He was a witness to Christ even when it meant death. We should work to witness the good news of Christ each and every day to our families, friends, neighbors, and colleagues with the certainty of St. Justin the Martyr.
Ugandan Martyrs – June 3
In the 1880s, the Society of Missionaries of Africa built up a community of converts who were soon instructing and leading new Christians, many in Ugandan King Mwanga’s court. King Mwanga was a violent ruler and very evil man. The Christians tried to protect the pages from King Mwanga’s passions. Joseph Mkasa was the chief steward of Mwanga’s court and the leader of the small community of 200 Christians. After King Mwanga killed a Protestant missionary and his companions, Joseph Mkasa confronted Mwanga. Joseph was struck with a spear and was killed. When a page told King Mwanga that he had been receiving religious instruction, Mwanga brought his whole court and separated the Christians from the rest. Twenty young men and boys admitted they were Christians and said they intended to remain Christians. They were condemned to death with a 37 mile hike to their place of execution. The chief executioner begged his own son to escape and hide, but he refused. Thirteen Catholics and eleven Protestants died. At their death, they called on the name of Jesus and said, “You can burn our bodies, but you cannot harm our souls.” Like the Ugandan Martyrs, we should boldly and joyfully proclaim the love of Christ – even if it means death.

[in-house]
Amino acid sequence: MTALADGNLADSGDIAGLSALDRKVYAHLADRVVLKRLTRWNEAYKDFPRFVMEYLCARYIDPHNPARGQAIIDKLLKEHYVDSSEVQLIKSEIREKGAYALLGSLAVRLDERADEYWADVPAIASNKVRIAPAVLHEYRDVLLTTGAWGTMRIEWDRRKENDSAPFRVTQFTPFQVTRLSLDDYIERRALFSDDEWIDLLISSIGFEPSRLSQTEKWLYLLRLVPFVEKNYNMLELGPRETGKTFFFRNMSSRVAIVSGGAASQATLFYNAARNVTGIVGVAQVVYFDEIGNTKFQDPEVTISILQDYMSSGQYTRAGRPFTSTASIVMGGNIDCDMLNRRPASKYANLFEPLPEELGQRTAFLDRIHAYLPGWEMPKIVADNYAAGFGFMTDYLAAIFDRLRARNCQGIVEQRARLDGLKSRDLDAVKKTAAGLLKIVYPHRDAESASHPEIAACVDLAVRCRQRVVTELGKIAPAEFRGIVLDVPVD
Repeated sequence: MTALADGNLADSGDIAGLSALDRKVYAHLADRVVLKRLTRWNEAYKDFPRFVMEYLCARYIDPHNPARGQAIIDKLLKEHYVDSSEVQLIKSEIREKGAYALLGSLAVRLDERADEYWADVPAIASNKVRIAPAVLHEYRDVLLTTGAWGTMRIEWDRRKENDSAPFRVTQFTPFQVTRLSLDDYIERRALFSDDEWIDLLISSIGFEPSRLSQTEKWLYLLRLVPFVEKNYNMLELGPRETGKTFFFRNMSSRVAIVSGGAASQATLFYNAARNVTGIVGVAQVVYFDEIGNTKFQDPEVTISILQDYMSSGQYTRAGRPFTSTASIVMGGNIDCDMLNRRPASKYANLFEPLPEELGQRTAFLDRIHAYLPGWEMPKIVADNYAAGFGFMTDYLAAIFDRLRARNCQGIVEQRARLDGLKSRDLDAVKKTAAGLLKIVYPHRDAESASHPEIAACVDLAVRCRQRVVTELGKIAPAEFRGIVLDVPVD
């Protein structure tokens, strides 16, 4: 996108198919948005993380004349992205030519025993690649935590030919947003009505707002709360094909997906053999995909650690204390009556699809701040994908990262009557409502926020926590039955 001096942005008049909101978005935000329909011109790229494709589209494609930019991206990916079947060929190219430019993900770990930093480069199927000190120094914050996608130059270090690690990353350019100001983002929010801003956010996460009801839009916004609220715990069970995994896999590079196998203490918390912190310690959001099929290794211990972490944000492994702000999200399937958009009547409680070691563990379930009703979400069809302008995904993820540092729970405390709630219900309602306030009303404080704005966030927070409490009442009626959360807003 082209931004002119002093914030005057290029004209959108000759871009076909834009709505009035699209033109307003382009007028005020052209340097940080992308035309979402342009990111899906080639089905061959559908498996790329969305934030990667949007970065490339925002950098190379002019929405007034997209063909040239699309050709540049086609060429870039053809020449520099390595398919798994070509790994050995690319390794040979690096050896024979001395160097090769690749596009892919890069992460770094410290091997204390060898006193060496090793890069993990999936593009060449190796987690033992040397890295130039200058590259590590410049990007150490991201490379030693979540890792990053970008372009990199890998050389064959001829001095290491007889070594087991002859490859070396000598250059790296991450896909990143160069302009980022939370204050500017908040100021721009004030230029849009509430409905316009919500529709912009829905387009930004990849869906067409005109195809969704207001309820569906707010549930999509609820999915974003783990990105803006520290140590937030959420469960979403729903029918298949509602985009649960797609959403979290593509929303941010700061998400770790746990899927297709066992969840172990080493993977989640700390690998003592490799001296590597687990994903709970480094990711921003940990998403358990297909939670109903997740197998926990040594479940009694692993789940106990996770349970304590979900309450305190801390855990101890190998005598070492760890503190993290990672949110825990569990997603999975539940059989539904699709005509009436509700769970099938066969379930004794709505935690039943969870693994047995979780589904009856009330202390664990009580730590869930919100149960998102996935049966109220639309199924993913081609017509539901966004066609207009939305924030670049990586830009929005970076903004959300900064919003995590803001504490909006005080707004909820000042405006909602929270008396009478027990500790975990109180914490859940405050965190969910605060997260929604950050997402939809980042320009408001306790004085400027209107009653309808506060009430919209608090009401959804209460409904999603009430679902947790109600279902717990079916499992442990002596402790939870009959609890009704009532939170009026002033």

Martyrs of Tarsus – June 6
A group of 20 martyrs were killed in what is now modern Turkey during the reign of Emperor Diocletian in A.D. 290. When Diocletian emerged as emperor in 285 A.D., he was at this time still in his right mind (he is reported to have gone insane later). He had a large loyalty to the Roman imperial tradition, and realized the entire Roman Empire could not be safely governed by one man. When Christians started to refuse to serve in the military (although there was no official church teaching suggesting this) amongst other small items, Emperor Diocletian ordered the removal of all Christians from public office and to destroy their churches and books. As things escalated, Christians began to be killed by order of Emperor Diocletian, in ways too horrible to describe, including these twenty martyrs at Tarsus. These martyrs endured suffering and death every bit as horrific as crucifixion. The martyrdom spread all across the Roman Empire. Not all Christians were strong enough to withstand the threat of martyrdom, and some renounced their faith. Like these martyrs, we should pray each and every day for strength.
Polish Martyrs – June 12